It's a little ironic that Milk 'n' Honey best illustrates American eating habits with the structure of the play itself: an "a little of this, little of that" melange that throws together anecdotal monologues, hyperactive school-play presentations, comic PowerPoint demos, and a few unconnected vignettes. It's nice to see LightBox gorge itself on the different art forms out there, but the finished product achieves only the ephemeral sweetness of the honey bun our unfortunately diabetic hero so craves. That said, the honey bun, as depicted by the five writers of this play (C. Andrew Bauer, Ellen Beckerman, Shawn Fagan, Madeleine George, and Bray Poor) still happens to be pretty filling.
That's because the play has real characters, the integral ingredient of any show. Never mind that the plot comes in bite-sized portions that can't sate our appetite: we've got Audrey, a rebellious grocery store clerk; her would-be-boyfriend, Ambrose, a dumpster diving stockboy; then there's Renee, a glutton forced to change her lifestyle after a diabetic scare; Jesus, an immigrant trying to keep pace with the tomato trucks in the field; and Fred, a flavor chemist who turns from processing jellyfish jellybeans toward manufacturing a new taste, that of light itself. In addition, the cast also doubles to provide testimonials -- slices of life -- as if this were The Fajita Monologues: farmers, waiters, homeless men, grandmothers, even the Secretary of Agriculture speak out about food problems in America. And because more is better, we get to meet some anorexic children, watch the reactions of students watching slaughterhouse footage (i.e., an animal snuff film which, in its thirdhand descriptions, is the sliest portion of the night), and muse over a 6th grade Thanksgiving presentation that mines Michael Pollan's The Omnivore's Dilemma for exuberant comedy:
"Did you know that corn is what feeds the cow that turns into a steak?" "And also the cow that makes the milk that turns into cheese and yogurt and also ice cream." "Amazingly, soda is also corn, as it is made out of High Fructose Corn Syrup, so when you enjoy a Coke...or a Pepsi...that is also the enjoyment of corn!"I've read Pollan, and I must say, this is the more immediately digestible diatribe. But Pollan actually made his points, and LightBox glosses over far too much, avoiding any real sympathy for its characters, with the exception of Vaneik Echeverria's tender depiction of Jesus. Here the illegal immigrant is not shown as an alien or as a hard worker, but as a man suffering to support the family that he has had to leave behind. It's in total opposition to Shawn Fagan's goofy performance as Fred, a role which -- while appropriately comic -- has no spine to it (which, perhaps is also appropriate, since its main focus is on a jellyfish).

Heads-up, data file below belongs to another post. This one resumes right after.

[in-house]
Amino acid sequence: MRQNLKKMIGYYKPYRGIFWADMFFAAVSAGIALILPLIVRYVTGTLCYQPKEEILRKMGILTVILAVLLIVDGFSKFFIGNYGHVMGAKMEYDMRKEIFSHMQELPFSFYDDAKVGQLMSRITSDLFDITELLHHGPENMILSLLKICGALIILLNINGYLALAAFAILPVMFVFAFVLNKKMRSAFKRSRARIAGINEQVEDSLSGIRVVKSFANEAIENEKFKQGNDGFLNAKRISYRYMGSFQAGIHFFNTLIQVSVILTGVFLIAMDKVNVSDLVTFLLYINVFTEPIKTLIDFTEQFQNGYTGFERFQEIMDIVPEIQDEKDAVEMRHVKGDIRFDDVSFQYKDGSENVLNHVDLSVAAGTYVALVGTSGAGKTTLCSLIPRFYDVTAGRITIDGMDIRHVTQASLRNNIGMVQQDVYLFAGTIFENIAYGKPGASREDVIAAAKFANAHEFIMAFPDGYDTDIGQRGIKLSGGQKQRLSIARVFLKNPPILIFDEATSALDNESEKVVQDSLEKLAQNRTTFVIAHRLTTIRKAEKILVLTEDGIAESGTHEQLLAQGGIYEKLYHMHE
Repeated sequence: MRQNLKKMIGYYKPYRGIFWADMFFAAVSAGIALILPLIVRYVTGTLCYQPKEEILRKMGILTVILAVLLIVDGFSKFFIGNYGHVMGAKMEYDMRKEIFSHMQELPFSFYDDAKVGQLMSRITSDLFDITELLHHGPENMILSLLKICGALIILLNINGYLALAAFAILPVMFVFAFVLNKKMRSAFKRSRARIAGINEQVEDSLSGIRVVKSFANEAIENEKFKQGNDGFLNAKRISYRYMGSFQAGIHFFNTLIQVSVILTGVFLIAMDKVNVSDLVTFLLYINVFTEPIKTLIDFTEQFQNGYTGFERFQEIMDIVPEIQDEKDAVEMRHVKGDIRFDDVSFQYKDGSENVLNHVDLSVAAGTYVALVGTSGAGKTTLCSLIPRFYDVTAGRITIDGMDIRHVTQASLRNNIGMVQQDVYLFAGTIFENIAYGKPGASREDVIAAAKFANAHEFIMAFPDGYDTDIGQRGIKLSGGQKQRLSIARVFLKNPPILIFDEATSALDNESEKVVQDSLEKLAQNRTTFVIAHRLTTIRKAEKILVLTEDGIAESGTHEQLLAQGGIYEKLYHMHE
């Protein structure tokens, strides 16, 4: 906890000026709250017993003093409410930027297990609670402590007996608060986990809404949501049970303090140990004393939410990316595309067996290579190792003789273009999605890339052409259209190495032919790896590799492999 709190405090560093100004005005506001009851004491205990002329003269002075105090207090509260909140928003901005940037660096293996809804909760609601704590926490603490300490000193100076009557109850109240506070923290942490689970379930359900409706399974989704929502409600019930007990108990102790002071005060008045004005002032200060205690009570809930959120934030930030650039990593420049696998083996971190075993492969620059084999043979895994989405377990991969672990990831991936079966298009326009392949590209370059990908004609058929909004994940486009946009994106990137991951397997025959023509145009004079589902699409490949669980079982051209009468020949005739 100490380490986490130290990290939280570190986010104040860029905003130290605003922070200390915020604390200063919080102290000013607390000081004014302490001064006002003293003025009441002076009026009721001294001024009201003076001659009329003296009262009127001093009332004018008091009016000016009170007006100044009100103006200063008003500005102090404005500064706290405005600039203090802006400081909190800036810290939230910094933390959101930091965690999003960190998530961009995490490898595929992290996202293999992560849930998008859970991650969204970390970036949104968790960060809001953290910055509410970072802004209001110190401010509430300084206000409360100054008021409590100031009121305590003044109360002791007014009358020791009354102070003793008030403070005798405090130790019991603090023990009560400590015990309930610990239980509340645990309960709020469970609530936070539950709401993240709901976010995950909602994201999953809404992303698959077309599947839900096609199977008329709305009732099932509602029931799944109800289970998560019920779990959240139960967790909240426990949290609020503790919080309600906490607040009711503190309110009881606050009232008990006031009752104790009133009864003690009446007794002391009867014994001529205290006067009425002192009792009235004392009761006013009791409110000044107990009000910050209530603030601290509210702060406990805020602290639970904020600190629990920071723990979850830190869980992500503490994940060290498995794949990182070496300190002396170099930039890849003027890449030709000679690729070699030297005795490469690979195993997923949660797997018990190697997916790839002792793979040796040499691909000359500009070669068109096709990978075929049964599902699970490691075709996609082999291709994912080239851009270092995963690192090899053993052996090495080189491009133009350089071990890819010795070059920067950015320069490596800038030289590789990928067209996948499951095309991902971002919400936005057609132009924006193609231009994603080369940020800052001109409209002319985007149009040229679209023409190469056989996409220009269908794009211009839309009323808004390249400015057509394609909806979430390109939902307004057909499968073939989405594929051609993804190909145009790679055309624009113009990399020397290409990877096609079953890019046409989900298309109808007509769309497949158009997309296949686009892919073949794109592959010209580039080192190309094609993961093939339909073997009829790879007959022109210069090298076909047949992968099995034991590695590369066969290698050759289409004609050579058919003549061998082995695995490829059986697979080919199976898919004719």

What is more impressive with Milk 'n' Honey is the plating of the play: audiences are seated at picnic tables, treated to popcorn and sucking candies, surrounded by groceries (White Rose Vegetarian Beans, Luigi Giovanni Plain Tomato Sauce, Honey and Oat Blenders, Bavarian Dutch Style Pretzels), and then blitzed by a technologically savvy space. Ellen Beckerman turns the 3LD space into an abandoned factory floor, a tall and wide chamber that keeps the focus on the machinery within it (in this case, the actors). Multimedia usually comes off as a gimmick, but for a show like this that is already so subsumed by Americana, it works as a reflection of the constant imagery of the food industry, not to mention a really great way to focus all of the information being heaped onto the audience's plate.
Milk 'n' Honey is ultimately a tasting menu, a sampler of what LightBox and its team of writers-cum-chefs can do, and as such it's very satisfying. But I wouldn't ask for seconds: next time, I'd rather just have one main course, cooked to perfection.